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Letters to the Editor 

Who Foots the Bill?
Thanks for the great editorial ('Time To Make Noise," March 11) holding the federal government liable for 90-100 percent of the cost of all levee repairs. It has become tiresome to listen to "debates" about how much the federal government will have to do, kicking and screaming, for New Orleans, especially among those who seem to think that New Orleans is poor and corrupt and doesn't deserve any more "handouts," and certainly no more than token assistance in rebuilding.

There is no way that anyone in Louisiana should have to contribute a dime to constructing what has already been paid for twice over but never delivered. Outsiders don't seem to understand that the flood was manmade, not a product of the hurricane. They don't seem to care whether a place, unique not just in the United States but worldwide, simply limps back to survival or vanishes altogether.

As a former New Orleans resident, thank you. And keep fighting the good fight.

Joyce Levine
Sunrise, Fla.

Remember When
In your Scuttlebutt item "Safe Place to Visit, But ..." (Feb. 26), Allen Johnson asks, "When will the city and NOPD come up with a strategy to keep residents as safe as visitors?" After the 2006 crime march, Mayor Ray Nagin hired former Houston Police Chief Lee Brown as a crime consultant. A year later, New Orleans had reclaimed the title of nation's murder capitol.

I was discouraged by the move because the city could have hired the most qualified former police chief in the country: namely ours — Richard Pennington. From the mid- to late-1990s, Pennington's reforms resulted in the biggest crime decrease among 50 major U.S. cities.

Here's a request for the mayor and City Council: Hire Richard Pennington. He would have a strategy from his own experience to keep residents safe.

Rob Florence

Keep It Clean
This letter is in response to the proposed conversion of the Little Gypsy power plant from clean natural gas to dirty coal right here in Louisiana, a state that has suffered from environmental degradation and polluted air for years. Unfortunately, the Public Service Commission, elected representatives of the people, chose to approve the conversion but are still on the fence as to whether the cost of $1.5 billion will be paid by Entergy Louisiana or ratepayers. Entergy wants us to pay for it because Wall Street has decided not to finance coal plants anymore. Bank of America, Citibank and JP Morgan don't think coal plants are good investments. Why should ratepayers make this loan?

I don't understand why we are bucking the national trend of trying to eliminate coal-fired plants. Other states are putting their resources behind renewable sources. We are just sitting on the sidelines of progress again. We already know that burning coal causes increased pollution and mercury. These affect those who need our protection the most — children. We are truly getting the short end of the stick with this deal. The PSC wants to increase pollution in the state, increase health risks to citizens, and then send us a bill.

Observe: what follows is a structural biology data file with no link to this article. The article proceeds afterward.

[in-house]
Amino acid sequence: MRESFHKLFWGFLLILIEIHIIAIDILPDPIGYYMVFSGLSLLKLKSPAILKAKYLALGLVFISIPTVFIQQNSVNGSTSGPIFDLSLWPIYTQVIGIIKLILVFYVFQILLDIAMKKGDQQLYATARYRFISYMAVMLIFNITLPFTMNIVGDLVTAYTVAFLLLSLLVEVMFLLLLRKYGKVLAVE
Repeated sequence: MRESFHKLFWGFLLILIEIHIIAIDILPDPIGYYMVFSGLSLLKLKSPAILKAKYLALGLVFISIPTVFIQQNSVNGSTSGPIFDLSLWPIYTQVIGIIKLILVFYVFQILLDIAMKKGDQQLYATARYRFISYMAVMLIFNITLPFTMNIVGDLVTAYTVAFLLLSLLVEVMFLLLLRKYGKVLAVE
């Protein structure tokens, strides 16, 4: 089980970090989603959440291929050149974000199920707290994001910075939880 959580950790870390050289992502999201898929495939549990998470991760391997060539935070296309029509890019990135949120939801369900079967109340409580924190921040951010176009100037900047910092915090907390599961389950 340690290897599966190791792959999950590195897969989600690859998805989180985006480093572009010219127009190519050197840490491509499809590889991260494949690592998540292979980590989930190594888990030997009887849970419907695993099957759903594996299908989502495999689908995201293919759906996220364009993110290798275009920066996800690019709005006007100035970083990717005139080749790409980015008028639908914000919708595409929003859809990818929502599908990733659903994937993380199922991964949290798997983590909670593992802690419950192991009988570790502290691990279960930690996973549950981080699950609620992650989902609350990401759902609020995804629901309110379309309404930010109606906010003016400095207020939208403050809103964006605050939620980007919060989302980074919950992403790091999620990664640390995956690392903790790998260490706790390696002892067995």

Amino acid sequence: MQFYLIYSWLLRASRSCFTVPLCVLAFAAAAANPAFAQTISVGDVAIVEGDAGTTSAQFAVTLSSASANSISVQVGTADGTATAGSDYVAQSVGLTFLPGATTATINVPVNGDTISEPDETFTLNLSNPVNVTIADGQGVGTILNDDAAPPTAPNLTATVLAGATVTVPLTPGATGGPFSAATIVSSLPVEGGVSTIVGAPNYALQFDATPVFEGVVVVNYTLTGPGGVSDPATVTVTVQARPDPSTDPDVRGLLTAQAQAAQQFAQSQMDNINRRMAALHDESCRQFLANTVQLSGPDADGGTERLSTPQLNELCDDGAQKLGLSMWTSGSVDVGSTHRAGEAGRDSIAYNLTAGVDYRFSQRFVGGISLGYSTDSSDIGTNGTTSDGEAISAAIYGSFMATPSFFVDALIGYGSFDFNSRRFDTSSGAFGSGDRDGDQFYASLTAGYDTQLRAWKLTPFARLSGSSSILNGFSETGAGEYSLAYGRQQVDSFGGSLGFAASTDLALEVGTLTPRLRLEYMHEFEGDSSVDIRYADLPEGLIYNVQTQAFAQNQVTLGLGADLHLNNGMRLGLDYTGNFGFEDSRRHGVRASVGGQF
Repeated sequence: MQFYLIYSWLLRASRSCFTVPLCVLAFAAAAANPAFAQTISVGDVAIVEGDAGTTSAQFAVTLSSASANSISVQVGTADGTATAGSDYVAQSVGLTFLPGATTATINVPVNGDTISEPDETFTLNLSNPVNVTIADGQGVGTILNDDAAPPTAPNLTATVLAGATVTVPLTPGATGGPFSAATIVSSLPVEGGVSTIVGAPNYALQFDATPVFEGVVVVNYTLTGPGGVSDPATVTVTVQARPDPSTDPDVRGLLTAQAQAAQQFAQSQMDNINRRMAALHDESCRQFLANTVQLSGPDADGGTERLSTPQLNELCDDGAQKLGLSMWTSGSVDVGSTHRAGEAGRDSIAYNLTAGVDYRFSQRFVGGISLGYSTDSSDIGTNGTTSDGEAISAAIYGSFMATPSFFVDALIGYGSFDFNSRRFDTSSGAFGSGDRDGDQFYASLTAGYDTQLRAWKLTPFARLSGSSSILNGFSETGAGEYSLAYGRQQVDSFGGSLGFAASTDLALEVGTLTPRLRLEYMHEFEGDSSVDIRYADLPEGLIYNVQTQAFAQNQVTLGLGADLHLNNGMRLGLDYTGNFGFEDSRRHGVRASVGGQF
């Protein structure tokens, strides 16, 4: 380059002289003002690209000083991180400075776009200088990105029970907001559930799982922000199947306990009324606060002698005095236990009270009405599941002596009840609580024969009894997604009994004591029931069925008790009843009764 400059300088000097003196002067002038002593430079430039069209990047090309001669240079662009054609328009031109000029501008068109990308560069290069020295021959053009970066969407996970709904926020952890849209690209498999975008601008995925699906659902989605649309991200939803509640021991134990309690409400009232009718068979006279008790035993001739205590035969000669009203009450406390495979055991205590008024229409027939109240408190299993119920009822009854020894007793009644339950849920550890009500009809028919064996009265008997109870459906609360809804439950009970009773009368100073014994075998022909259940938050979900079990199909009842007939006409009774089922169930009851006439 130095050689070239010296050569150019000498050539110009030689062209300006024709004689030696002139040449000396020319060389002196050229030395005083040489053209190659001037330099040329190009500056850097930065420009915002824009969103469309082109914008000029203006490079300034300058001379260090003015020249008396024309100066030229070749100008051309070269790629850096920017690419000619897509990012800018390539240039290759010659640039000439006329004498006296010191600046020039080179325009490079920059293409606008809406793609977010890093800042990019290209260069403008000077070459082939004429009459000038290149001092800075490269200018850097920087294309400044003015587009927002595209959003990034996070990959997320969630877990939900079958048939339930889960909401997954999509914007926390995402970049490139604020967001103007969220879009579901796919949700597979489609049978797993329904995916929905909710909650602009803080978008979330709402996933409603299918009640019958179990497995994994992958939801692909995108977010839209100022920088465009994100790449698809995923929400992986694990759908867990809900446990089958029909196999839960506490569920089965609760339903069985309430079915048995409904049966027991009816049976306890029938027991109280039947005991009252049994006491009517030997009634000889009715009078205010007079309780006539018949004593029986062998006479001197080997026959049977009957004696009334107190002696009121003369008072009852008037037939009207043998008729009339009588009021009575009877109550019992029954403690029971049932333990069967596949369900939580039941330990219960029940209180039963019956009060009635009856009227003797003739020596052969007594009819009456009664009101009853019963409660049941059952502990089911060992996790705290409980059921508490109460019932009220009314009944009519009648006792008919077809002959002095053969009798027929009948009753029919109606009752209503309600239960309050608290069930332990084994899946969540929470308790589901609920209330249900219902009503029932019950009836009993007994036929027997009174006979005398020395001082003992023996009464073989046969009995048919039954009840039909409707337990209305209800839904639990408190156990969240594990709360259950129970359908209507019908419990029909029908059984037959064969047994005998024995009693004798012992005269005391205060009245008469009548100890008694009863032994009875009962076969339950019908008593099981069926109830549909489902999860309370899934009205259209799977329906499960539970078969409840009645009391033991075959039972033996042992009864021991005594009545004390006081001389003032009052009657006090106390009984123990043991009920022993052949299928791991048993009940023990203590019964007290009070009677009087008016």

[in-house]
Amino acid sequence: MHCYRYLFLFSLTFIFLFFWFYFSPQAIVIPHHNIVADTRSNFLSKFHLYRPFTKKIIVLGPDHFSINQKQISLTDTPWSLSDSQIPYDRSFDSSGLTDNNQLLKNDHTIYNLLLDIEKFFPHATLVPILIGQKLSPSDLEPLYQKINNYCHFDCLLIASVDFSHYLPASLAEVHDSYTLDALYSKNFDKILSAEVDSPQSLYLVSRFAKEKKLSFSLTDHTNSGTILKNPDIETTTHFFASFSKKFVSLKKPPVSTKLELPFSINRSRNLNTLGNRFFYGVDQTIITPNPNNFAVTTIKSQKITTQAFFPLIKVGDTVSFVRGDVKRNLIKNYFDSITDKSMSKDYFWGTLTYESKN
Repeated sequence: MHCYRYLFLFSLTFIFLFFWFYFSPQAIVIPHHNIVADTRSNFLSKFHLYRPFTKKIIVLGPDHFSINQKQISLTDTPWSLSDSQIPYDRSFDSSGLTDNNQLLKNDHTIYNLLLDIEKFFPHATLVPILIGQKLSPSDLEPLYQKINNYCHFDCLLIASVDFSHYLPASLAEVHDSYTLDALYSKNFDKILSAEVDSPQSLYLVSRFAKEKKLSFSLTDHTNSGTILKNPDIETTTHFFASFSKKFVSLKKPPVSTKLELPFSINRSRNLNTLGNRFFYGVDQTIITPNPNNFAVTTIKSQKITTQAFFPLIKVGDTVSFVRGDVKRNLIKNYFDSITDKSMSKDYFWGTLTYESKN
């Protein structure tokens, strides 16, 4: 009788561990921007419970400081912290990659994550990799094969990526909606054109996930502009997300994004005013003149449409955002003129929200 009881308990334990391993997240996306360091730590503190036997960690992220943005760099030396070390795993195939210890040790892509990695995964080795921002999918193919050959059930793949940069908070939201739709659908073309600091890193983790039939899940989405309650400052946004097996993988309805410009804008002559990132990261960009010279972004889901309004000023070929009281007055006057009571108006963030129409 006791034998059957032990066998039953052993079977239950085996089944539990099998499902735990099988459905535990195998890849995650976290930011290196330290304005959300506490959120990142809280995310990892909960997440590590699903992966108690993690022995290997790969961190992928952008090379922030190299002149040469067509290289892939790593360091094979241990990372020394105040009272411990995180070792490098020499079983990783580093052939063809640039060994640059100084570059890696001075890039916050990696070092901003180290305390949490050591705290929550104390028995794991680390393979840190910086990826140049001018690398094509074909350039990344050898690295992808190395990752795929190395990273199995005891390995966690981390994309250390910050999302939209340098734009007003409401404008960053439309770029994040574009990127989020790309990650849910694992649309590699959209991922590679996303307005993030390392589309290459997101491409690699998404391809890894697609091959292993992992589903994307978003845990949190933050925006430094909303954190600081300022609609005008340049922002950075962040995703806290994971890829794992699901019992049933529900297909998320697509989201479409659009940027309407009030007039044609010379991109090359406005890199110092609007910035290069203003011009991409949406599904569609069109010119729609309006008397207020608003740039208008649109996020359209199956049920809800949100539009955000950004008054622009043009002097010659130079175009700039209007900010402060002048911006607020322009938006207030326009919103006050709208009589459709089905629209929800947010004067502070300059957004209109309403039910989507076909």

Leslie March
Conservation Chair, Sierra Club Delta Chapter
Mandeville

Real-life Drama
My daughter just started performing with the NORD/Crescent City Lights Youth Theater group. I was hurt when I found out that this group might not be open for too much longer due to a lack of space for them to practice or have their shows. They usually use Gallier Hall, but that location is asking for an astronomical monthly rent price.

How can the city of New Orleans expect our kids to have something to do with their time if it does not give them the proper space? I am sad because you always hear that they want our kids to have productive lives and to rebuild New Orleans, but the city itself is not willing to help them.

Rhonda Lange
Gretna

Give Bobby a Chance
Your commentary "UNO's Founding Father" (Feb. 5) seems straight out of the Democratic Party's playbook. Gov. Bobby Jindal's campaign made an accounting error — nothing more. The contribution was noted on the GOP's state report, just not on Jindal's. The error was corrected and a fine paid. Period.

To infer that Jindal is a hypocrite for his criticisms of our past corruption is stupid, obtuse and not worthy of your publication. No one got a job, state contract or gambling license based on a contribution. Roads were not shoddily constructed based on political patronage. If you catch Jindal doing any of those things, please publicize it to the max. Otherwise, give the man a chance to do some good.

Jerry Huffman

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